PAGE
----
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Guatemala: President Bernardo Arévalo faces the challenge of strengthening institutions

Although analysts and the population agree that the creation of a body such as CICIG or its return is urgently needed, in the current configuration of the power board it seems almost impossible to happen.

The outcome of the 2023 presidential election in Guatemala came as a surprise to traditional political actors. The sectors of economic and political power in the Central American country did everything to try to maintain control over state institutions — and thus continue with the practices of plundering the public budget — in the face of campaign promises by the now president Bernardo Arévalo to fight corruption and strengthen the judicial system. Now that Arévalo is president, will it be necessary to create a body with international support or rather the return of a Commission like the extinct International Commission Against Impunity in Guatemala (CICIG)? Or will the government be able to do it, even with institutions that, according to analysts, are co-opted and infiltrated by corrupt forces?

More than opposition

The strategy of the traditional sectors to ensure control of power was based, even before the beginning of the campaign, on leaving out of the competition several opposition candidates such as Carlos Pineda, a businessman who used the TikTok network to position himself among the strong contenders, and whose rapid rise made the official party Vamos, of former president Alejandro Giammattei, uncomfortable. 

Also, through the influence over the Supreme Electoral Tribunal and the total control of the high courts, the Supreme Court of Justice and the Constitutional Court, the Movement for the Liberation of the Peoples (MLP), formed by Thelma Cabrera, a Mayan Mam woman, and the former human rights ombudsman, Jordan Rodas, were left out. On the other hand, the MLP, with its proposal for a plurinational state, established itself as the anti-establishment option but was also left out of the race.

After eliminating the main opponents, the proposal of an anti-corruption government of Bernardo Arévalo, who was not in the first position according to the polls before the election, ended up attracting the citizens. But now, to comply with this proposal that seeks to strengthen or rather recover the institutions, the president must recompose the Public Prosecutor’s Office, the entity in charge of criminal investigation and prosecution.

The return of CICIG?

According to the analyst and expert on transparency and open government issues, Marvin Flores, an eventual return of CICIG is, in the current context, almost impossible. For the analyst, the corrupt actors that “have co-opted the institutions through the so-called corrupt pact” that was consolidated by outgoing President Alejandro Giammattei must first be purged.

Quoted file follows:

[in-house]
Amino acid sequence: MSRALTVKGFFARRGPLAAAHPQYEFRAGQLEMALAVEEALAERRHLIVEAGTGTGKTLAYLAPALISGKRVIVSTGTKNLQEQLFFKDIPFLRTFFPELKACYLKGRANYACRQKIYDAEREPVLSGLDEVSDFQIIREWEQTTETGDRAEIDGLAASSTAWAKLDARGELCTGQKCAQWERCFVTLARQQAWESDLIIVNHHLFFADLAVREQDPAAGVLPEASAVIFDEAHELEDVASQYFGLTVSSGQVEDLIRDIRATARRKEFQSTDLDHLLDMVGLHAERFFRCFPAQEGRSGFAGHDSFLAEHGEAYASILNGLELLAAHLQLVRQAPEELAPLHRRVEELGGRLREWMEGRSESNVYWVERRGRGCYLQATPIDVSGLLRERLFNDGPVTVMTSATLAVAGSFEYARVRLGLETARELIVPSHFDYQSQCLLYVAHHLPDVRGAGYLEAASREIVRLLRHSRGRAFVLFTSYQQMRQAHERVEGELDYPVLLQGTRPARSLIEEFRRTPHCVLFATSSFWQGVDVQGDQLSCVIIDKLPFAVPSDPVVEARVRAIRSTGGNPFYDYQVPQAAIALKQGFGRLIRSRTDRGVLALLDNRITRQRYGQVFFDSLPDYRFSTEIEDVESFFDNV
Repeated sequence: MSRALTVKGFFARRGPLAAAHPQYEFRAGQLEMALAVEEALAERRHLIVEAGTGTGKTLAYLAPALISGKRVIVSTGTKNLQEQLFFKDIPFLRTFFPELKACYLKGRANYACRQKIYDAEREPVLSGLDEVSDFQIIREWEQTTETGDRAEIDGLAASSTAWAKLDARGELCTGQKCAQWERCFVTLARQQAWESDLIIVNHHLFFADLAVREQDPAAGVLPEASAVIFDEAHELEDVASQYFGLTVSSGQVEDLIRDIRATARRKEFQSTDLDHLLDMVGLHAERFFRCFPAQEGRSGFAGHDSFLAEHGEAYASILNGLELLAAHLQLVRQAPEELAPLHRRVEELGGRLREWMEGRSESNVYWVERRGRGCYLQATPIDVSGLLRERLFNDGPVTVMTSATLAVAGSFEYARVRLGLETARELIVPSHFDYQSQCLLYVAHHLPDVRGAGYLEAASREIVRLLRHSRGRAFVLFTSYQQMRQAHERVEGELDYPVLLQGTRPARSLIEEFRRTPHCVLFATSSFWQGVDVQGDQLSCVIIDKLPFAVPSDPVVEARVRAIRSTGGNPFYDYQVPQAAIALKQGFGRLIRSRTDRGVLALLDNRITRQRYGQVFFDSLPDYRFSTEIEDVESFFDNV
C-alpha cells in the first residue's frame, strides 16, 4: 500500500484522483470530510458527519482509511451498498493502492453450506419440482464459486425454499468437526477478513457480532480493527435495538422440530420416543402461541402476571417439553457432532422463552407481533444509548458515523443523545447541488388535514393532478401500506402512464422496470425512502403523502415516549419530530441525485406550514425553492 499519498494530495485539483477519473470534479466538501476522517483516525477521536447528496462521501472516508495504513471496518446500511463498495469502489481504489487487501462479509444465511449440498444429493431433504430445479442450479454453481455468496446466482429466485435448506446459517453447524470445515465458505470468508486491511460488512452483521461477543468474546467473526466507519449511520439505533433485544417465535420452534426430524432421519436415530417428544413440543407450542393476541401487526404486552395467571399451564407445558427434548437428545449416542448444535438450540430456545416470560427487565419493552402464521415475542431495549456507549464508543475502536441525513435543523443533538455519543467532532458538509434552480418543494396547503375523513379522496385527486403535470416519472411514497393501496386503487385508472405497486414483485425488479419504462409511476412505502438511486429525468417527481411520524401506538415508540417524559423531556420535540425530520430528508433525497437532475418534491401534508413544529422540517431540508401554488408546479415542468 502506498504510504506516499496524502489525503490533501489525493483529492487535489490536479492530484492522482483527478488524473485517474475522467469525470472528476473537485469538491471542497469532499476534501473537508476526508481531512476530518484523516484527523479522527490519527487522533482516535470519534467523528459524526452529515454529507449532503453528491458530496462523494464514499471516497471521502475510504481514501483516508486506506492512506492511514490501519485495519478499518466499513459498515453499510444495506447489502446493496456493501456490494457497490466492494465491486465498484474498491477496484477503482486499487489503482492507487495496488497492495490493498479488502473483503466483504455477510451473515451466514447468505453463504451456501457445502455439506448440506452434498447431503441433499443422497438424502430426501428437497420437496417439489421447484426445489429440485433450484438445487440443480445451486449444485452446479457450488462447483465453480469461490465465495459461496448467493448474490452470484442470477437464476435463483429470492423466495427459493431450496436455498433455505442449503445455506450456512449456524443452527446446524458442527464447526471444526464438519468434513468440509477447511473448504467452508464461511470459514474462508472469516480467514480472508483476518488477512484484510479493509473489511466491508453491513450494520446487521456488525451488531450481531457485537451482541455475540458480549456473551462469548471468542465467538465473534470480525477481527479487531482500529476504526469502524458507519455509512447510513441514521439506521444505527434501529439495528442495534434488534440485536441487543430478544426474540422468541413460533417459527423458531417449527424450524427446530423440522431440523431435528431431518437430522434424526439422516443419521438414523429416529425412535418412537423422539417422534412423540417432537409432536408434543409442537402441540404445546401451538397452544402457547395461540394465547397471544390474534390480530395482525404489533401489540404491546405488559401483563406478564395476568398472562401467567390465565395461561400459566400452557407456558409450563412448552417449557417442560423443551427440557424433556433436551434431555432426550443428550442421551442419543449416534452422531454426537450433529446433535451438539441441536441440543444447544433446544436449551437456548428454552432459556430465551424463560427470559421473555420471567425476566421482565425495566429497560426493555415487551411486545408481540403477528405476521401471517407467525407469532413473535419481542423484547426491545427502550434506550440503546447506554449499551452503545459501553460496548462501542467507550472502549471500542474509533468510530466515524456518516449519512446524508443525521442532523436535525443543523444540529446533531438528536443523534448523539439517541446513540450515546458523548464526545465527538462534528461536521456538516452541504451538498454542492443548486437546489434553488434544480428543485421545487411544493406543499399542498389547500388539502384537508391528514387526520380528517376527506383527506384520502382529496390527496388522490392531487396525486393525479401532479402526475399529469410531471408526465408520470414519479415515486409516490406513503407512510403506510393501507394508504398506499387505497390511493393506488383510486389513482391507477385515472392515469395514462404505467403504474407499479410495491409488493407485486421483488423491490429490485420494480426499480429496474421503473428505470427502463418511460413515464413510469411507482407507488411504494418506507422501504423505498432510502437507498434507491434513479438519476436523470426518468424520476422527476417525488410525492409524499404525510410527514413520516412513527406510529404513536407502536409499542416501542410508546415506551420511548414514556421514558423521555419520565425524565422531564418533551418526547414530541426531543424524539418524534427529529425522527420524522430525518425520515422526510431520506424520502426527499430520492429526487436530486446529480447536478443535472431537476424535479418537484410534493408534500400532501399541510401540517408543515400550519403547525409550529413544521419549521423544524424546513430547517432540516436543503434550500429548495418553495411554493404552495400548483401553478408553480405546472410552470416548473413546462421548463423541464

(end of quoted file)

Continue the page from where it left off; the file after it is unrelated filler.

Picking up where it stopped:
This, however, would be very complex to carry out. Although Arévalo has the popular support and the power enshrined in the executive body, the same does not happen in the other branches of government such as the courts and the legislature. Arévalo, in addition, according to this expert “is a democrat and would not be willing to take radical measures to clean up the levels of corruption inherited by his administration, not only from the last one but from several administrations that were dedicated to infiltrate and co-opt state institutions”.

This difficulty worries the international community, especially the United States and the European Union, which have been reducing influence over Latin American and especially Central American democracies at a time when countries such as China are opening a field in the region through investments or speculation of a possible appearance of Russia with military cooperation agreements.

The State of Guatemala is indeed co-opted, and its transformation requires a reform of the judicial sector, in addition to a purge of corrupt actors who are entrenched in the institutions responsible for ensuring compliance with the laws.

In Guatemala, there is no system of checks and balances. The Comptroller General’s Office, the Public Ministry, and the Attorney General’s Office, entities in charge of law enforcement, have been used at the whim of corrupt actors who have consolidated their positions. In addition, behind these corrupt actors there is a business economic elite that is now also a financial elite that is not interested in the existence of institutions, either local or international, that put at risk their “golden goose”.

In this context lies the importance of the former CICIG in Guatemala as a sui generis body. In Guatemala, it is very difficult for a local body to investigate corrupt characters due to the permeability of the state.

During its existence, CICIG first investigated drug traffickers, then military officers involved in crimes against humanity, and later corrupt politicians and businesspersons. And it was during this last stage, directed by Iván Velásquez, that the government of Jimmy Morales finally canceled the agreement.

Therefore, although analysts and the population in general may agree that the creation of a body such as CICIG or its return is urgent, within the current configuration of the power board it seems to be almost impossible for this to happen. 

*Translated by Janaína Ruviaro da Silva from the original in Spanish.


Consultor e investigador. Director de Presagio Consulting en Guatemala.


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